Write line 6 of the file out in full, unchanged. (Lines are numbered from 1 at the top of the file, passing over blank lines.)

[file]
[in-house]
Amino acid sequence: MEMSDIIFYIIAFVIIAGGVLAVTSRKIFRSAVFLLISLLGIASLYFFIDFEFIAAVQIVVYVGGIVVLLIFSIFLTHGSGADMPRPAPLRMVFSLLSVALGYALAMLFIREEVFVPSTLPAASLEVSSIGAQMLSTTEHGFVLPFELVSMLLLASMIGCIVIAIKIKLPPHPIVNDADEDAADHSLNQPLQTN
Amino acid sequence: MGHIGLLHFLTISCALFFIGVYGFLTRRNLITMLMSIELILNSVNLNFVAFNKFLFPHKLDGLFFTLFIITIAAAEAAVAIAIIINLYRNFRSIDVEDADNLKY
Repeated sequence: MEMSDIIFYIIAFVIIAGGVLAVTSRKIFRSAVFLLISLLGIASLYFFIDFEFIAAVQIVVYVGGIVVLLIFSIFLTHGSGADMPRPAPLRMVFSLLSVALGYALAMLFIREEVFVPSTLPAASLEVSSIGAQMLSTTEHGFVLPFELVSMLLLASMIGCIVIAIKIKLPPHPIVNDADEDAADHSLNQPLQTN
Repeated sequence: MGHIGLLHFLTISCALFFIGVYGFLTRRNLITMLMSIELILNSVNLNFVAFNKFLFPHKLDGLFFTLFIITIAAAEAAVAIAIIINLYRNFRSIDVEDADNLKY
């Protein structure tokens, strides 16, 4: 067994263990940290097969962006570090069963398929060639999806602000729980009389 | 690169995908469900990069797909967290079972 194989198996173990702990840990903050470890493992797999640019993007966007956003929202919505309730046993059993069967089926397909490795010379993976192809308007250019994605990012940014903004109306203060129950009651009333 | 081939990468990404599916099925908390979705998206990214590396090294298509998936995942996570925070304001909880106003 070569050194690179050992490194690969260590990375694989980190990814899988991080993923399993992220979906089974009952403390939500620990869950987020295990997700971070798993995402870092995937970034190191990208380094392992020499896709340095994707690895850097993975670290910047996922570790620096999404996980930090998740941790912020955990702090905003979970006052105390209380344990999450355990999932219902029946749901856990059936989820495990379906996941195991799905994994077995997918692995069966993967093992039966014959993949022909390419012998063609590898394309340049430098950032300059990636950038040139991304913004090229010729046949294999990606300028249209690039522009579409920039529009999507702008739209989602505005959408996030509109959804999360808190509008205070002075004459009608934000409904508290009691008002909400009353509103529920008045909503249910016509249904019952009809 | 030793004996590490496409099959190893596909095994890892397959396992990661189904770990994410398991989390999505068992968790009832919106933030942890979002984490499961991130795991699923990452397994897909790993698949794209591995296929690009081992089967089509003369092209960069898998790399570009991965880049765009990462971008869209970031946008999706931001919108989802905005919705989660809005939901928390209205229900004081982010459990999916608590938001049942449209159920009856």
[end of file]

């Protein structure tokens, strides 16, 4: 067994263990940290097969962006570090069963398929060639999806602000729980009389 | 690169995908469900990069797909967290079972 194989198996173990702990840990903050470890493992797999640019993007966007956003929202919505309730046993059993069967089926397909490795010379993976192809308007250019994605990012940014903004109306203060129950009651009333 | 081939990468990404599916099925908390979705998206990214590396090294298509998936995942996570925070304001909880106003 070569050194690179050992490194690969260590990375694989980190990814899988991080993923399993992220979906089974009952403390939500620990869950987020295990997700971070798993995402870092995937970034190191990208380094392992020499896709340095994707690895850097993975670290910047996922570790620096999404996980930090998740941790912020955990702090905003979970006052105390209380344990999450355990999932219902029946749901856990059936989820495990379906996941195991799905994994077995997918692995069966993967093992039966014959993949022909390419012998063609590898394309340049430098950032300059990636950038040139991304913004090229010729046949294999990606300028249209690039522009579409920039529009999507702008739209989602505005959408996030509109959804999360808190509008205070002075004459009608934000409904508290009691008002909400009353509103529920008045909503249910016509249904019952009809 | 030793004996590490496409099959190893596909095994890892397959396992990661189904770990994410398991989390999505068992968790009832919106933030942890979002984490499961991130795991699923990452397994897909790993698949794209591995296929690009081992089967089509003369092209960069898998790399570009991965880049765009990462971008869209970031946008999706931001919108989802905005919705989660809005939901928390209205229900004081982010459990999916608590938001049942449209159920009856």